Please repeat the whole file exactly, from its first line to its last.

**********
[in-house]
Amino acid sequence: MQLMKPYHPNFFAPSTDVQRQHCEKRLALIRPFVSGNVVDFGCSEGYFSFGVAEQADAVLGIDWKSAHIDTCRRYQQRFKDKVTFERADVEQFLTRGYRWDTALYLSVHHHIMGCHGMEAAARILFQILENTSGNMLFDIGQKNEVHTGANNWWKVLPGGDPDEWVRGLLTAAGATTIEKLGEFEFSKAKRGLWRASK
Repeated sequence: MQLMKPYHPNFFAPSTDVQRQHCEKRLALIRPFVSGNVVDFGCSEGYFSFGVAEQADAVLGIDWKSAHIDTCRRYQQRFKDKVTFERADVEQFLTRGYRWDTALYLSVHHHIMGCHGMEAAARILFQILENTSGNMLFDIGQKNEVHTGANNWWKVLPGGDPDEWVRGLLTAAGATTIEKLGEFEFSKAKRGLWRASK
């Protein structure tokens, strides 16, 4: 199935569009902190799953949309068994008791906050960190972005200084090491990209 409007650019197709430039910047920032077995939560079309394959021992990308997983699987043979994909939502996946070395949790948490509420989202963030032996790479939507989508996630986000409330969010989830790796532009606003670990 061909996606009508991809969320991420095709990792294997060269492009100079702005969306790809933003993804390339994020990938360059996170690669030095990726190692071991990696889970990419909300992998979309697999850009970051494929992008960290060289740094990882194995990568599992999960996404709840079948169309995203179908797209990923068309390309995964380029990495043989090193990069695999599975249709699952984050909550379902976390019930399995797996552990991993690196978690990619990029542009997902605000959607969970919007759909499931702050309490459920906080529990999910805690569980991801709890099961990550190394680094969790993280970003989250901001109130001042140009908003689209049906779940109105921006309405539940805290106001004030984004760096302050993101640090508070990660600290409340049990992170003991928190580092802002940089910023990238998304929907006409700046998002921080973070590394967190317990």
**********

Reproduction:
[in-house]
Amino acid sequence: MQLMKPYHPNFFAPSTDVQRQHCEKRLALIRPFVSGNVVDFGCSEGYFSFGVAEQADAVLGIDWKSAHIDTCRRYQQRFKDKVTFERADVEQFLTRGYRWDTALYLSVHHHIMGCHGMEAAARILFQILENTSGNMLFDIGQKNEVHTGANNWWKVLPGGDPDEWVRGLLTAAGATTIEKLGEFEFSKAKRGLWRASK
Repeated sequence: MQLMKPYHPNFFAPSTDVQRQHCEKRLALIRPFVSGNVVDFGCSEGYFSFGVAEQADAVLGIDWKSAHIDTCRRYQQRFKDKVTFERADVEQFLTRGYRWDTALYLSVHHHIMGCHGMEAAARILFQILENTSGNMLFDIGQKNEVHTGANNWWKVLPGGDPDEWVRGLLTAAGATTIEKLGEFEFSKAKRGLWRASK
């Protein structure tokens, strides 16, 4: 199935569009902190799953949309068994008791906050960190972005200084090491990209 409007650019197709430039910047920032077995939560079309394959021992990308997983699987043979994909939502996946070395949790948490509420989202963030032996790479939507989508996630986000409330969010989830790796532009606003670990 061909996606009508991809969320991420095709990792294997060269492009100079702005969306790809933003993804390339994020990938360059996170690669030095990726190692071991990696889970990419909300992998979309697999850009970051494929992008960290060289740094990882194995990568599992999960996404709840079948169309995203179908797209990923068309390309995964380029990495043989090193990069695999599975249709699952984050909550379902976390019930399995797996552990991993690196978690990619990029542009997902605000959607969970919007759909499931702050309490459920906080529990999910805690569980991801709890099961990550190394680094969790993280970003989250901001109130001042140009908003689209049906779940109105921006309405539940805290106001004030984004760096302050993101640090508070990660600290409340049990992170003991928190580092802002940089910023990238998304929907006409700046998002921080973070590394967190317990």